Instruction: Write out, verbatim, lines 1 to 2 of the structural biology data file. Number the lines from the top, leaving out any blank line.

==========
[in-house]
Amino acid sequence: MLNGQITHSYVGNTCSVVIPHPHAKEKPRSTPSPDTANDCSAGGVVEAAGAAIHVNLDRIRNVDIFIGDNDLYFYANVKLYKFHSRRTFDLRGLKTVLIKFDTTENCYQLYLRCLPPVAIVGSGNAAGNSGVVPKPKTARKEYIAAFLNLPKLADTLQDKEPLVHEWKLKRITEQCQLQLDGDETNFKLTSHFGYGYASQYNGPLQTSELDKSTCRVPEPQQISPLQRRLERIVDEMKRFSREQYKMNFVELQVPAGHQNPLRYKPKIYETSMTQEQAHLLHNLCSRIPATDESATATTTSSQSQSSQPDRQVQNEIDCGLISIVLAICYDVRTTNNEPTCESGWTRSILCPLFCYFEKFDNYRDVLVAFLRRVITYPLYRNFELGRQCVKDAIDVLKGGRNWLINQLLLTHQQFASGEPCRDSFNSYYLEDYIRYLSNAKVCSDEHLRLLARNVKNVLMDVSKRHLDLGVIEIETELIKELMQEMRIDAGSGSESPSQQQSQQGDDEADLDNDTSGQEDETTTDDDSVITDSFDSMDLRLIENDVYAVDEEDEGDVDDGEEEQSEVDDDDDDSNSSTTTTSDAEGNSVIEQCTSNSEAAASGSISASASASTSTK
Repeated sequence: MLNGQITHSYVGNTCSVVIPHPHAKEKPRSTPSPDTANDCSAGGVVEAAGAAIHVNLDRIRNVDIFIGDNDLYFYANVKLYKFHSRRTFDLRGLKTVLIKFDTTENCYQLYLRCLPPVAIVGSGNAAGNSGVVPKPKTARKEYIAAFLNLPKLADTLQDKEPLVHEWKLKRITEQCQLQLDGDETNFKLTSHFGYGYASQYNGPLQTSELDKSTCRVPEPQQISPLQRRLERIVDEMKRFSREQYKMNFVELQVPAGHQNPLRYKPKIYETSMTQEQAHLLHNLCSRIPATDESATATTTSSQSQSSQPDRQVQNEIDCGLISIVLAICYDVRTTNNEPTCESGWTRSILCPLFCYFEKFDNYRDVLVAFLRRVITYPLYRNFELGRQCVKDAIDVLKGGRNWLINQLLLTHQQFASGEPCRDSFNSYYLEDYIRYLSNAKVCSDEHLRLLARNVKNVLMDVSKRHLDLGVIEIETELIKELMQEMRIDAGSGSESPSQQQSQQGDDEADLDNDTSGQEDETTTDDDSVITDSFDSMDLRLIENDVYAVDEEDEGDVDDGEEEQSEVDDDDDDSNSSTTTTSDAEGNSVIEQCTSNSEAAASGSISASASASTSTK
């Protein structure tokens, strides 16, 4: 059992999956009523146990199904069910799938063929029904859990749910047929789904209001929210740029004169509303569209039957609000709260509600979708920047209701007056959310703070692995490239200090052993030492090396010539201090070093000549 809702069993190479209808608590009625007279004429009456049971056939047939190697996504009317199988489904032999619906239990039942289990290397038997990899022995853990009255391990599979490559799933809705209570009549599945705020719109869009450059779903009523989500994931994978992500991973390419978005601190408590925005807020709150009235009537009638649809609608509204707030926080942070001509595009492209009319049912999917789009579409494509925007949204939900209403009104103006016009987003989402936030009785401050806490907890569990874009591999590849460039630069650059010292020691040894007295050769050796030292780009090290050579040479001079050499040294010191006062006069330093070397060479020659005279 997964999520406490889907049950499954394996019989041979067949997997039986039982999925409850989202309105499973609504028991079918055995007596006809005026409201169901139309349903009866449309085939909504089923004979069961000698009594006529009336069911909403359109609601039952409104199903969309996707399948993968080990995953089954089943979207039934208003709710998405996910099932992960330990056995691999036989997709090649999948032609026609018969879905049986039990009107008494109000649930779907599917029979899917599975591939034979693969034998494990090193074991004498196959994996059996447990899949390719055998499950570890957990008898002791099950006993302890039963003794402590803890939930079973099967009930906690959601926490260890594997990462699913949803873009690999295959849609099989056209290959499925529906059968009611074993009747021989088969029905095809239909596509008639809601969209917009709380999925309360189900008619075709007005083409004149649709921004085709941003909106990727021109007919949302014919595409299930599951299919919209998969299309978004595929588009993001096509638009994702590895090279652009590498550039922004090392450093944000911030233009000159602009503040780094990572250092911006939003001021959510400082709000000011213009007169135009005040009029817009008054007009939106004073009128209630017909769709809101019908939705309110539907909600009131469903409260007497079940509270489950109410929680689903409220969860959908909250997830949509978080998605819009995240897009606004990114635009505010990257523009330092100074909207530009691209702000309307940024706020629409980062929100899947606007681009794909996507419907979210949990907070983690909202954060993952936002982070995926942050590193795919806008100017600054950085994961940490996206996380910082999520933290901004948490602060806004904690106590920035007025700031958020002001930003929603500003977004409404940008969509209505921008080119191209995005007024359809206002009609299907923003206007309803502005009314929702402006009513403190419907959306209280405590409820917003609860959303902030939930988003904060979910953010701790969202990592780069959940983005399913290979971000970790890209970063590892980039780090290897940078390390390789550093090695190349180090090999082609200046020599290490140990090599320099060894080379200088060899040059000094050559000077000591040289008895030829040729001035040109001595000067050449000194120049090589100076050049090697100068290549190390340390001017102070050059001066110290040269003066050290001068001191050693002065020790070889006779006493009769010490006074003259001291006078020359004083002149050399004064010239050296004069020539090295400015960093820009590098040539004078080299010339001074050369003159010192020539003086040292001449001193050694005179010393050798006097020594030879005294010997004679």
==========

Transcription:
[in-house]
Amino acid sequence: MLNGQITHSYVGNTCSVVIPHPHAKEKPRSTPSPDTANDCSAGGVVEAAGAAIHVNLDRIRNVDIFIGDNDLYFYANVKLYKFHSRRTFDLRGLKTVLIKFDTTENCYQLYLRCLPPVAIVGSGNAAGNSGVVPKPKTARKEYIAAFLNLPKLADTLQDKEPLVHEWKLKRITEQCQLQLDGDETNFKLTSHFGYGYASQYNGPLQTSELDKSTCRVPEPQQISPLQRRLERIVDEMKRFSREQYKMNFVELQVPAGHQNPLRYKPKIYETSMTQEQAHLLHNLCSRIPATDESATATTTSSQSQSSQPDRQVQNEIDCGLISIVLAICYDVRTTNNEPTCESGWTRSILCPLFCYFEKFDNYRDVLVAFLRRVITYPLYRNFELGRQCVKDAIDVLKGGRNWLINQLLLTHQQFASGEPCRDSFNSYYLEDYIRYLSNAKVCSDEHLRLLARNVKNVLMDVSKRHLDLGVIEIETELIKELMQEMRIDAGSGSESPSQQQSQQGDDEADLDNDTSGQEDETTTDDDSVITDSFDSMDLRLIENDVYAVDEEDEGDVDDGEEEQSEVDDDDDDSNSSTTTTSDAEGNSVIEQCTSNSEAAASGSISASASASTSTK